No official figures exist to prove exactly how many women work in the cybersecurity industry, but some estimates suggest a figure as low as 10%. Which means that just 1 in 10 people working in cybersecurity are female.

Cybersecurity is seen as “unsexy”

Cybersecurity has an undeniable image problem. Both hackers and the experts tasked with fighting them are typically portrayed in the media as being male, geeky with poor hygiene and inter-personal skills.

Obviously this is not the case in real life, but the stereotype is so ingrained that people believe that it is true. As a young person – male or female – choosing their career path, this cliché is unhelpful.

Evidence suggests that the number of young women entering IT has fallen steadily since the 1980s. If the industry cannot improve its image and credibility with young people, this situation is unlikely to change.

The cybersecurity industry will need to come together to raise the profile of women and to highlight their achievements. Over time this will help to undo many of the negative stereotypes that deter young people from entering the field.

Discrimination and harassment are still significant problems

Once women begin a career in IT and security, many face ongoing problems at work. A study carried out by an IT security firm last year discovered that corporate culture seems to be biased against women entirely.

The research also discovered that women face even greater problems outside their place of work. Trade shows and conferences were highlighted as being of particular concern because women face far greater discrimination – and increased harassment too.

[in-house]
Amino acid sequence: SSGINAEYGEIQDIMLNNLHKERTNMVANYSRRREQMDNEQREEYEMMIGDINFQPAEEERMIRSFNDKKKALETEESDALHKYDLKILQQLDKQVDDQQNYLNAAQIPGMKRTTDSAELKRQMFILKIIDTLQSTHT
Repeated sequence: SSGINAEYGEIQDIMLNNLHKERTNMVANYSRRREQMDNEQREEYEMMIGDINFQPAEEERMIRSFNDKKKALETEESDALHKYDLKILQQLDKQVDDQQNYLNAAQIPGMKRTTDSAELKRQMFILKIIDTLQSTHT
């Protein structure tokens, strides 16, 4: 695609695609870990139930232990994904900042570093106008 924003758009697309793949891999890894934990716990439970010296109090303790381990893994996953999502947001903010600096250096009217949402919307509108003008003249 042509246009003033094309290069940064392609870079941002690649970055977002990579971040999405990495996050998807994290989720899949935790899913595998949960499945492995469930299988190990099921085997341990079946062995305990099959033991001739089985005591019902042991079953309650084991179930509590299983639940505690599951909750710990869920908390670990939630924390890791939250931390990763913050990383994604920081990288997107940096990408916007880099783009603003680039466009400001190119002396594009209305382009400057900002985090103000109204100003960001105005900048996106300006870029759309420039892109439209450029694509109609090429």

The stress of these cultural failings forces female cybersecurity workers to reconsider their roles – and many leave the industry as a result. Losing experienced workers further reduces the number of people available, which actually makes the world of IT even less safe.

Things need to change. Now.

Obviously there is nothing to say that women must work in IT security, but there is a chronic shortage of well-trained specialists in the industry. Current efforts to recruit more cybersecurity experts are failing – so it is logical that businesses should be investing in programs to attract more women into the industry.

At the same time, businesses need to look very carefully at their culture. Is it welcoming to women? Are they valued and respected? And what safeguards are in place to reduce the risk of harassment and discrimination in the wider industry?

Ongoing skills shortages mean that businesses are crying out for suitable candidates. So why continue to game the system towards a male majority when that clearly isn’t solving the crisis?

Time will tell whether the industry finally learns its lesson – let’s hope things have changed for the better by International Women’s Day 2019.